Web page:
# Estimation Tips and Tricks

Estimation is finding a number that is **close enough** to the right answer.

- You are
**not**trying to get the**exact**right answer - What you want is something that is
**good enough**(usually in a hurry!)

### Example: you want to buy eight magazines that cost $1.95 each. When you go to buy them the cost is $17.25. Is that right?

* "eight lots of $1.95 is about 8 times 2, or about $16"*

so $17.25 seems too much!

Ask to have the total checked.

Estimation helps with your Confidence, Judgement and Decisions!

## How to Estimate

Before doing the actual calculation you should think:

*"how do I go about making this estimate?"*

Because **different numbers need different methods**:

Example:

- 550 + 298:
**298 is nearly 300**so an estimate is 550+300 = 850 - 550 + 248:
**50+48 is nearly 100**so an estimate is 500+200**+100**= 800

In one case it seemed easy to change one number and then add.

In the other case I added the hundreds together and then increased the result by 100

There is no "right way".

**Whatever works for you** is fine!

But how do you know what to do? Lots of Practice!

So we have Estimation Games for you to practice with.

Together with the following Tips and Tricks, you will become a Master at Estimation.

## Tips and Tricks

Here are a few methods you might like to use:

Then look at the other digits to make smaller adjustments to your answer.

### Example: 2156 + 3809

Add 2000 and 3000 to get 5000. Then look at the rest of the numbers: "156 plus 809 is nearly a thousand", so increase your answer to 6000.

That also works with decimal numbers:

### Example: what is 0.3126 times 53.81?

Multiply 0.3 × 50 to get 15. Adjust that a little bit higher, and make your answer 17.

Round the numbers up or down *before* the calculation.

### Example: 206 × 390

Because 206 is nearly 200, and 390 is nearly 400, the answer will be close to

200 × 400 = 80,000

In the previous example I calculated 200 × 400 = 80,000. How did I know how many zeros?

That was easy: after multiplying 2×4 to get 8, I took the two zeros from 200 plus the two zeros from 400, to make four zeros after the 8: 80000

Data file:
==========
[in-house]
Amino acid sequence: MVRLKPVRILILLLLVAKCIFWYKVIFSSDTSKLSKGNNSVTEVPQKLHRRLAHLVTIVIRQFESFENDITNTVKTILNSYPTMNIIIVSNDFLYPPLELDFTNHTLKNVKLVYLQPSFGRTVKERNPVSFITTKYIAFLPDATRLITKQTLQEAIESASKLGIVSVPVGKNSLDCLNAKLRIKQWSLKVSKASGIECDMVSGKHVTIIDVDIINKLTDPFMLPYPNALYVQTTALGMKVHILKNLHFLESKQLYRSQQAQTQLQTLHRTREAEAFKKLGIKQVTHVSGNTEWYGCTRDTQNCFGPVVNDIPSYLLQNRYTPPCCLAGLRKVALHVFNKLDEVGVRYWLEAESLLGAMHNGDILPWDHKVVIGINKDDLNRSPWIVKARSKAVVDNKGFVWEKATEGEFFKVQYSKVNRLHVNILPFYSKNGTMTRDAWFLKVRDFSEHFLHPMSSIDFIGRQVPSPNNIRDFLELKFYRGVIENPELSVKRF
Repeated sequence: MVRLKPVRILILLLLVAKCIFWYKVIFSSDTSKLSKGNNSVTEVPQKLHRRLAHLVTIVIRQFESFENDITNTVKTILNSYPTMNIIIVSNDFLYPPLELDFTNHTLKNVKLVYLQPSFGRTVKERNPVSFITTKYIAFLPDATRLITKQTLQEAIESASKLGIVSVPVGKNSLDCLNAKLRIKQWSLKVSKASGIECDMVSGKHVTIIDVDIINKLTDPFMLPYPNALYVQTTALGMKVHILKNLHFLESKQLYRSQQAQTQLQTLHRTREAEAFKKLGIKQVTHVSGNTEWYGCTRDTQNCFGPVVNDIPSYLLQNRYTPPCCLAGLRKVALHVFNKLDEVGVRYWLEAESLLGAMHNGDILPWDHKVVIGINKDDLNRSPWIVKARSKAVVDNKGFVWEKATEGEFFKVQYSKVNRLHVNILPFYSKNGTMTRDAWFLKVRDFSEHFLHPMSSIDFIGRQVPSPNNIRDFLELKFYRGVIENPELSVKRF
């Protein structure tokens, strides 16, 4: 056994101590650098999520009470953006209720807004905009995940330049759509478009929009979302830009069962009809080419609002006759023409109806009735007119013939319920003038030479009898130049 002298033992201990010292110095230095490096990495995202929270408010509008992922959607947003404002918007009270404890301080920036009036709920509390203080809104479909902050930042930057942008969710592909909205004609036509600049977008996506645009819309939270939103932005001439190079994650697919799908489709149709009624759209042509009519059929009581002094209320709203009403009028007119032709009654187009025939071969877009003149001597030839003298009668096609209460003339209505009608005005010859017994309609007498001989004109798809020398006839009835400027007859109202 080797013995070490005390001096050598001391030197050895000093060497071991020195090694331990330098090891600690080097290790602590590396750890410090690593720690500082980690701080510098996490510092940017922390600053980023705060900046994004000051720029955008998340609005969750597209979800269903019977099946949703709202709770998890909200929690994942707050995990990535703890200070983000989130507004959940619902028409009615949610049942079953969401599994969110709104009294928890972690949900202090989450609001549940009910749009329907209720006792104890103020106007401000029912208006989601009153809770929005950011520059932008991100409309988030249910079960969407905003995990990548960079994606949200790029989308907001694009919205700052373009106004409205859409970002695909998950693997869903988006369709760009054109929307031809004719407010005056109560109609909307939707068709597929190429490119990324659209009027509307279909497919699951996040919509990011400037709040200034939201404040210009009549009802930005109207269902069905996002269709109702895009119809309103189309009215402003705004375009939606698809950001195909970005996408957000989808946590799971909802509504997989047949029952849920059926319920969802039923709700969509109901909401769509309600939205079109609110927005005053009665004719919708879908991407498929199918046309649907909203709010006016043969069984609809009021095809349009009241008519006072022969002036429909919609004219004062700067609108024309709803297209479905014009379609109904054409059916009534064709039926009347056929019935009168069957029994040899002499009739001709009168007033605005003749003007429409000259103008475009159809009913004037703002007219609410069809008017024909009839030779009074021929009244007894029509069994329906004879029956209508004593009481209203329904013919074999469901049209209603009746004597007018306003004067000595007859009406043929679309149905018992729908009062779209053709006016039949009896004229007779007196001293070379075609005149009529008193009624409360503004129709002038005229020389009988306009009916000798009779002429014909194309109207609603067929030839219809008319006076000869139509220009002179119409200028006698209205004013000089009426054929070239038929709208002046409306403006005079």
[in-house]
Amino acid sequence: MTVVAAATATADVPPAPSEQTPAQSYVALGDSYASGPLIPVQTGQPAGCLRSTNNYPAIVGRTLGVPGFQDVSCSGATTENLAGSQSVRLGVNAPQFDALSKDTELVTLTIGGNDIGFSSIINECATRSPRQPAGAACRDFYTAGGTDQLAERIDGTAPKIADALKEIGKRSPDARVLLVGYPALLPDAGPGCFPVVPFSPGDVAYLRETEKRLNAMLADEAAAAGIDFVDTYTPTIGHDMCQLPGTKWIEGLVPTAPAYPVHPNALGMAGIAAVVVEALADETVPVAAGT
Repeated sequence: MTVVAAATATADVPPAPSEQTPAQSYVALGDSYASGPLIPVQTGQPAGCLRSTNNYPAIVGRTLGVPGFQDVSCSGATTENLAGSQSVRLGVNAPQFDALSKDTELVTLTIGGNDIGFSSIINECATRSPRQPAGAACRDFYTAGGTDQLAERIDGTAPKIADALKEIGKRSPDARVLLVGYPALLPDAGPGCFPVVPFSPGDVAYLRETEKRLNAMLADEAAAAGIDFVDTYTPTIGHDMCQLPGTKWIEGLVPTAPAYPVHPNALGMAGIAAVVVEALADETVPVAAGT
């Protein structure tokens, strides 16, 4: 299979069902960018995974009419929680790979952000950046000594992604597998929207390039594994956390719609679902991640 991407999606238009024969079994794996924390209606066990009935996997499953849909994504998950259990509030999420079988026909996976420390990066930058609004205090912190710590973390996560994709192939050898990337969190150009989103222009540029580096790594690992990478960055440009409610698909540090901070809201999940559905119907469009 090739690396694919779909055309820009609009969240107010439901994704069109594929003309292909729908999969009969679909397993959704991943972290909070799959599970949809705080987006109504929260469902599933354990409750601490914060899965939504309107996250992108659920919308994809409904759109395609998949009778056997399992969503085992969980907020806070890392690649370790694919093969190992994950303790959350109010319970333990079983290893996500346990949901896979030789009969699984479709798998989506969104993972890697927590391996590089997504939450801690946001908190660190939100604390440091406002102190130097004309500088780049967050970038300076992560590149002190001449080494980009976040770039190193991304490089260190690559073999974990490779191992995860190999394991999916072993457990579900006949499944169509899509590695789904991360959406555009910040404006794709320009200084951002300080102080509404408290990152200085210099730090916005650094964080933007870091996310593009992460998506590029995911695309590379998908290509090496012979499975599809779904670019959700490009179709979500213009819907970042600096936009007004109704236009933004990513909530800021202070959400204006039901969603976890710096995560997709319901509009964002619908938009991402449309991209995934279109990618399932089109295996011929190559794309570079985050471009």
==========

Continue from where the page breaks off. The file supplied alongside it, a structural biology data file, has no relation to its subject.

### Example: What is 345 + 380 + 310 + 375 + 330 + 362?

There are 6 numbers, all around 350:

6 × 350 = 2100

### Example: what is 176 divided by 3?

Change 176 to 180 (because 3×6=18) and then do:

180 / 3 = 60

then adjust a little lower to 59

### Example: what is 76 + 49 + 22 + 53?

76 and 22 are nearly 100.

And 49 and 53 are also about 100.

So the answer must be about 200

### Example: what is 52 × 13 × 20

The two outer number, 52 and 20 multiply to be about 1000 (5×2=10),

THEN multiply by 13 to get 13,000

**means**. Think: is it close to 1? Close to half? Close to zero?

### Example: 1.6 × 30

1.6 is close to 1.5, which is **1 and a half**.

So 1.6 × 30 is close to **30 plus half of 30**, which is 30 + 15 = 45.

Adjust a little higher for an estimate of **47**

### Example: 0.108 × 50

0.108 is close to **one-tenth**, so 0.108 × 50 is close to **one-tenth of 50** or about 5

Adjust a little higher for an estimate of **5.5**

### Example: what is 20% of $15?

20% is 0.2, or two-tenths.

**One** tenth of $15 is $1.50, so **two** tenths is $3.00

### Example: what is 9/10 plus 7/8?

Both 9/10 and 7/8 are close to 1, so the answer is close to 2 but a bit less.

### Example: what is 4/9 times 12?

4/9 is nearly half so the answer must be close to half of 12, or about 6.

## Estimating Counts, Lengths and More

Estimation is not always about doing calculations! It is important for you to be able to estimate how many things you can see, or how long something is, or how big something is.

See our page on Visual Estimation